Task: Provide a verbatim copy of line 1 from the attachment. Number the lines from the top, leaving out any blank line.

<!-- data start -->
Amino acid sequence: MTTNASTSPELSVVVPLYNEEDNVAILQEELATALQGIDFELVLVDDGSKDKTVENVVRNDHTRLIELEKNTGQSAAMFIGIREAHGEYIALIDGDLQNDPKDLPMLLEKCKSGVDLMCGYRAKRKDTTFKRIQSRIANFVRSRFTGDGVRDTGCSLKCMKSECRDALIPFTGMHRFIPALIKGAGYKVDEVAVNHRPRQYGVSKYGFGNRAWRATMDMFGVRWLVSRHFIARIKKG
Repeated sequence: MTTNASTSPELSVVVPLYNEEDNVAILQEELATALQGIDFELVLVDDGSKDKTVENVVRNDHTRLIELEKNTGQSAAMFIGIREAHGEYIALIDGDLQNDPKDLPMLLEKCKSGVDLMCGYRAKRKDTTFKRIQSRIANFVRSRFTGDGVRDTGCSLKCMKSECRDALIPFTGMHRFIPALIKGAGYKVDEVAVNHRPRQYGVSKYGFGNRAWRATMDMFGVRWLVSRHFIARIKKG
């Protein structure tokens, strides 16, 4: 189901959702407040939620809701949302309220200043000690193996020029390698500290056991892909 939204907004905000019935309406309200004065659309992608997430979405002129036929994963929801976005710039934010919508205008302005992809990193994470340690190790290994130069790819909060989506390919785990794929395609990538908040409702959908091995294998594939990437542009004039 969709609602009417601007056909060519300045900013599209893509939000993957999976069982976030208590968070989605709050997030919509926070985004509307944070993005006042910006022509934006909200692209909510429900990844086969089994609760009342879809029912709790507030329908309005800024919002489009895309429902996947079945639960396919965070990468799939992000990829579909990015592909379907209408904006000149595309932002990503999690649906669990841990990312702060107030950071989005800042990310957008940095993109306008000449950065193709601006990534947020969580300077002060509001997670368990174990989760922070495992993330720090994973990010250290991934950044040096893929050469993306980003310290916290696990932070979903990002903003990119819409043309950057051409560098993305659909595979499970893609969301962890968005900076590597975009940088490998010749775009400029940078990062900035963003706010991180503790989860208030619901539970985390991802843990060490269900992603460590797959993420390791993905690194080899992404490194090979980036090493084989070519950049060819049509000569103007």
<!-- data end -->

Amino acid sequence: MTTNASTSPELSVVVPLYNEEDNVAILQEELATALQGIDFELVLVDDGSKDKTVENVVRNDHTRLIELEKNTGQSAAMFIGIREAHGEYIALIDGDLQNDPKDLPMLLEKCKSGVDLMCGYRAKRKDTTFKRIQSRIANFVRSRFTGDGVRDTGCSLKCMKSECRDALIPFTGMHRFIPALIKGAGYKVDEVAVNHRPRQYGVSKYGFGNRAWRATMDMFGVRWLVSRHFIARIKKG